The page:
Divorce is painful. Of course, it’s most challenging for the couple and children going through it, and it’s essential to stay focused on your family in this difficult time.
But it’s also good to be prepared for the ripple effect a split can have and how it may affect your post-divorce relationships and social life. Numerous prominent studies have examined friendships’ changes when a couple splits.
Friendships form throughout life in all sorts of ways. When two people marry, each typically brings certain friends to the marriage—perhaps some that become close to both of you. There are those true-blue friends we’ve had since childhood and some we found in college or early career days. Then there are the friends—individuals and other couples—you make as a pair, bonding through shared activities, the neighborhood, your jobs, or place of worship, and once you have children, school, sports, and so forth.
All of these types of friends can be deeply interwoven in your life as a couple, the happy center of your social life, with profound emotional ties all around.
And so, in a time that already feels lonely and isolating, when you need all the support you can get, it can be very distressing to find that there’s fallout in your friendships as a result of your divorce.
There are intense emotional dynamics all around. For newly divorced singles, hanging out with coupled friends may seem like a reminder of what you’ve lost. Or you may feel insecure about your friends’ feelings or support.
Unfortunately, the end of your marriage can also create painful awkwardness among your friends, who can feel pressure to take sides or choose between you and your ex, even if they love you both and want to remain neutral. The dynamic can be especially tricky with your coupled friends. One study, in particular, found that only in about one-third of cases did a non-divorcing couple stay friends with both exes in the divorcing couple. Sadly, some shared couple friendships dissolve entirely. But not always for the reasons you imagine.
For your married friends, your divorce can raise uncomfortable feelings and fears about the stability of their relationships. And these concerns are not unfounded. Divorce contagion is a real phenomenon. Research has demonstrated that a friend’s divorce dramatically increases the chances that a couple will split—one study found the likelihood increased by 75%, or 33%, when it’s a friend of a friend.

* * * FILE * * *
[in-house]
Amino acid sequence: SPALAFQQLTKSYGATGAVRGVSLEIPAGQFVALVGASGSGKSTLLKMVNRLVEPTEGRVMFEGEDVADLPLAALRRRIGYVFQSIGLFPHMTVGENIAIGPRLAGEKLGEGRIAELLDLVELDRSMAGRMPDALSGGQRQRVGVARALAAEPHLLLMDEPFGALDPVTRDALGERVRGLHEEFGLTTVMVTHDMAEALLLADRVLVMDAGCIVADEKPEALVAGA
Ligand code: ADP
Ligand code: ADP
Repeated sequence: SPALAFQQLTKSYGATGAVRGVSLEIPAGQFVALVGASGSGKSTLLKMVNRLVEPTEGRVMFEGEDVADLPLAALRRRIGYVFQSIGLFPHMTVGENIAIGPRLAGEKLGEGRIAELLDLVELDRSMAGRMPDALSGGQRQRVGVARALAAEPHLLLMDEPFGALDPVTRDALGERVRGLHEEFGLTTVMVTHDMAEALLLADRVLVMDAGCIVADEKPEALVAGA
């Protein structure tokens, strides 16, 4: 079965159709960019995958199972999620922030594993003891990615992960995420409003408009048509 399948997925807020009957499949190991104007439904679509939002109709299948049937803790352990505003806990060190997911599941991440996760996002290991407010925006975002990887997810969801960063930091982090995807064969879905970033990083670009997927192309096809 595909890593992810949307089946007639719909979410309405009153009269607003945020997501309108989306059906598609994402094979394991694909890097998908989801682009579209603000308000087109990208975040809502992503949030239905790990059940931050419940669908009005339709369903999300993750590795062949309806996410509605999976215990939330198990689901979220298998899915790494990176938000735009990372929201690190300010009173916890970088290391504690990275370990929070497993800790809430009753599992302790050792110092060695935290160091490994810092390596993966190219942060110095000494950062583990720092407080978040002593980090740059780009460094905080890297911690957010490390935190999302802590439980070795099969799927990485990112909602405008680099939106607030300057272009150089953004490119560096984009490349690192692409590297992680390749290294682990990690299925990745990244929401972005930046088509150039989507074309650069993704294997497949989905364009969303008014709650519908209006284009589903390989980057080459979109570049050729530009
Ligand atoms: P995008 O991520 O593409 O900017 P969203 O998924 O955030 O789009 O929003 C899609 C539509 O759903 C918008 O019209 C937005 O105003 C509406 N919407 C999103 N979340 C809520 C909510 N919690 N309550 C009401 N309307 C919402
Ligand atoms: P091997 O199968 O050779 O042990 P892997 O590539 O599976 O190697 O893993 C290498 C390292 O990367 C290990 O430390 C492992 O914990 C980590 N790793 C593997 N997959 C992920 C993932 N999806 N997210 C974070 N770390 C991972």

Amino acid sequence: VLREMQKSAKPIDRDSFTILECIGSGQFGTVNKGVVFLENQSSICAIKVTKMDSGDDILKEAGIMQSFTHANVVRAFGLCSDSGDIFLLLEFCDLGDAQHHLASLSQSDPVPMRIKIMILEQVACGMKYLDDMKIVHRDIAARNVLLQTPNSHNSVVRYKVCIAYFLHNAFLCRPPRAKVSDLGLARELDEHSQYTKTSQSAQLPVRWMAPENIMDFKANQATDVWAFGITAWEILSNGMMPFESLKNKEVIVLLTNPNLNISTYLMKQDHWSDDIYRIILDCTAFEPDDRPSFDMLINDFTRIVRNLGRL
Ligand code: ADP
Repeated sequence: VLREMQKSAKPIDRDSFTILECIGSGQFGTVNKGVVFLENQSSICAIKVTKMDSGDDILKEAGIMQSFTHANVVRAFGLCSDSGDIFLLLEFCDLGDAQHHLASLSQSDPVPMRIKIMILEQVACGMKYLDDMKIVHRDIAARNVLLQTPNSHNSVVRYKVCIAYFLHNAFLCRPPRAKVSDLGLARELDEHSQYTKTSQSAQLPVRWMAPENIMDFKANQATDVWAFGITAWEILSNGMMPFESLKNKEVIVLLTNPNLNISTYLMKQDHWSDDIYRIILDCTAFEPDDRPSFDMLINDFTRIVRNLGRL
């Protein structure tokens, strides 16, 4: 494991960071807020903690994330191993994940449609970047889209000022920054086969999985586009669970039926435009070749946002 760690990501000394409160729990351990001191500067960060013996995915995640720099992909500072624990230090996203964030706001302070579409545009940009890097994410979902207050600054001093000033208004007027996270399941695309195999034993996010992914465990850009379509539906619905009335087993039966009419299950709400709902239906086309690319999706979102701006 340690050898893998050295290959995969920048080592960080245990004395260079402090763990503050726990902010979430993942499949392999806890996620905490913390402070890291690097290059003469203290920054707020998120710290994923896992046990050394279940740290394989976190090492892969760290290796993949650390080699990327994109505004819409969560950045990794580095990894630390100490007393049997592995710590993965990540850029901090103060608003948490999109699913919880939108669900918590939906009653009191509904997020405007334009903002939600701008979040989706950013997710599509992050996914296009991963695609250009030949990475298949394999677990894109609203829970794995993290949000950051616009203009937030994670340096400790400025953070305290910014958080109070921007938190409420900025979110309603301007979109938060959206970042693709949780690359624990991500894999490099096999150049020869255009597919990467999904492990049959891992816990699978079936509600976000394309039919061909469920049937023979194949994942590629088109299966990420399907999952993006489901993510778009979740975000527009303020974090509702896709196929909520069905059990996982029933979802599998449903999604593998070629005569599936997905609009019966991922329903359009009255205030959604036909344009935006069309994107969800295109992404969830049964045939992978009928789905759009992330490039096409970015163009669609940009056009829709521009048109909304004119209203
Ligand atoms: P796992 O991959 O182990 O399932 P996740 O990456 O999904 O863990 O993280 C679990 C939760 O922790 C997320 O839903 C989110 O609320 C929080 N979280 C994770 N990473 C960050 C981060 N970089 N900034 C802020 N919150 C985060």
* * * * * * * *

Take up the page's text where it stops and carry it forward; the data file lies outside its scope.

Friendships with individuals or singles seem somewhat easier to maintain. Even so, group events and activities can become challenging for a time. Your social calendar may seem to dry up when your old crew no longer knows who to invite. Will asking both of you cause tension? Will inviting one of you make it appear they’re choosing? Will it be awful if one of you brings a date? Established gatherings and events, like poker night, Friday happy hour, and holidays, are suddenly fraught for everyone, especially if you and your ex can’t stand to be in the same room. Your friends may feel stuck between terrible choices: choose one of you or lose you both.
The good news is that there are positive steps you can take to ease the tension and preserve friendships.
Don’t badmouth your ex to your shared friends.
You know who your own most intimate friends and family members are, with whom you can share everything. But when it comes to spending time with mutual friends of you and your ex, keep it positive.
Communicate with your ex-spouse about expectations regarding friendships.
Discuss how you’ll navigate social events, agree on some behavioral guidelines (don’t speak ill of each other or force friends to take sides, whether you’ll attend the same events or take turns attending things, etc.). Most likely, you’ll each keep your own closest friends, and they will more or less lose contact with your ex.
Be open and frank with your friends.
Explain those agreed-upon ground rules to the friends you share in common, who will likely appreciate some guidance. You might tell them you understand it feels awkward right now, but you value their friendship and would like to have them in your life moving forward, and offer reassurance that you don’t expect them to take sides.
Keep the divorce as peaceful as possible.
While it’s true that an amicable divorce is difficult to achieve, a bitter split and contentious court battle can make the process more grueling for everyone—and the fallout may last longer. For many couples, the more they communicate and collaborate in coming to mutually agreeable terms, the better, and the sooner they can begin rebuilding their lives, including friendships.
At SFLG, our goal is always to keep your divorce process as amicable and straightforward as possible. We utilize negotiation and settlement techniques to reduce the amount of contested litigation, resolving cases without a trial whenever we can. A resolution that’s the product of mutual compromise is often more satisfactory to our clients than a judge’s verdict and can be more cost-effective, as well.
By Debra Schoenberg